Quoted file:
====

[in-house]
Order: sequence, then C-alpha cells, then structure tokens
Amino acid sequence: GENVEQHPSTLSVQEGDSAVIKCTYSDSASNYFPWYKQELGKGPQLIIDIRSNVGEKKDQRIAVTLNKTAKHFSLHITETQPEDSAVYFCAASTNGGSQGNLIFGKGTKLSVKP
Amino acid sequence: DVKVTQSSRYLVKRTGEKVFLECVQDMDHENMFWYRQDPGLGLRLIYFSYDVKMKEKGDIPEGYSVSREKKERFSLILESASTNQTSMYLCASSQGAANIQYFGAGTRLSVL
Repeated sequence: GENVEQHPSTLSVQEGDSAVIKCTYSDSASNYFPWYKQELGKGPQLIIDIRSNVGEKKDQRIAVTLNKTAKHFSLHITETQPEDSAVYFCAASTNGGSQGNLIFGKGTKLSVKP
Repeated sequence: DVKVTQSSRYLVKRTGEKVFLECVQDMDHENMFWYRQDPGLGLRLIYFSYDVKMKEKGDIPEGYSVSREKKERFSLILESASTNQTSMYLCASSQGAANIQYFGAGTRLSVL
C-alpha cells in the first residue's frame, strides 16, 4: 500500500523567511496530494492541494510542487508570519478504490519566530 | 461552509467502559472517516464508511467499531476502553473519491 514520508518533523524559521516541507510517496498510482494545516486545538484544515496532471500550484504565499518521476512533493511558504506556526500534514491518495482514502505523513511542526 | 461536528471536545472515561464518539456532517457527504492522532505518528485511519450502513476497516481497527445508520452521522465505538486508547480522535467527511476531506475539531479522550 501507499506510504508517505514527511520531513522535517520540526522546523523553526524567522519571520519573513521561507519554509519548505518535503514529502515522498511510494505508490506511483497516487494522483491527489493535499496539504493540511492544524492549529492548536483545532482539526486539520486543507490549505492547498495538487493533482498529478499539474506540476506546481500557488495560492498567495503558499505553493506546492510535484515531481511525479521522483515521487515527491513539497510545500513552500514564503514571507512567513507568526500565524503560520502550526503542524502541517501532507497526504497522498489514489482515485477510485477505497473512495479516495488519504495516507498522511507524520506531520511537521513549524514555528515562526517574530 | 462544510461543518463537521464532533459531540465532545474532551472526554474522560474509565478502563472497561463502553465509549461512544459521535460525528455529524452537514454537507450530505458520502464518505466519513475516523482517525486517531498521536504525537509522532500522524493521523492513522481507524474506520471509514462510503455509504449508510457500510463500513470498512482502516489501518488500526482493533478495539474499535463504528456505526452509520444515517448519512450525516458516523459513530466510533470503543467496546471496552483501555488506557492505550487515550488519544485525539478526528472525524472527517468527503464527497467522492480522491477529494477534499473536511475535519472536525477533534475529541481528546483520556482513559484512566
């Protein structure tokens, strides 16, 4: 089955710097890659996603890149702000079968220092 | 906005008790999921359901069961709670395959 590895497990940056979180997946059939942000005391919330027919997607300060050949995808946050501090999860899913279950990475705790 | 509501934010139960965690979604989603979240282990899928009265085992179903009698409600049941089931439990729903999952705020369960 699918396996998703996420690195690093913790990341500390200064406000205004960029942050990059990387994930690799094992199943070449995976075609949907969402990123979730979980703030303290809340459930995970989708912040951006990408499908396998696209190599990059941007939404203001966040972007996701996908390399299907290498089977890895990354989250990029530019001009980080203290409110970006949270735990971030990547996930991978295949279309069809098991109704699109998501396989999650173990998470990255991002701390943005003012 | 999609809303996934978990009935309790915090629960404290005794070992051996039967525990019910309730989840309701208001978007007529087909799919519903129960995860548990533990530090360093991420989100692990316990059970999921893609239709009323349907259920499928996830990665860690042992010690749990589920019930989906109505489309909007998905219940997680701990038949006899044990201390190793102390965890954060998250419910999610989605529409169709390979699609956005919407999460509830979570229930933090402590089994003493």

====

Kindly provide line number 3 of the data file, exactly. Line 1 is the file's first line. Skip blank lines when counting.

Amino acid sequence: GENVEQHPSTLSVQEGDSAVIKCTYSDSASNYFPWYKQELGKGPQLIIDIRSNVGEKKDQRIAVTLNKTAKHFSLHITETQPEDSAVYFCAASTNGGSQGNLIFGKGTKLSVKP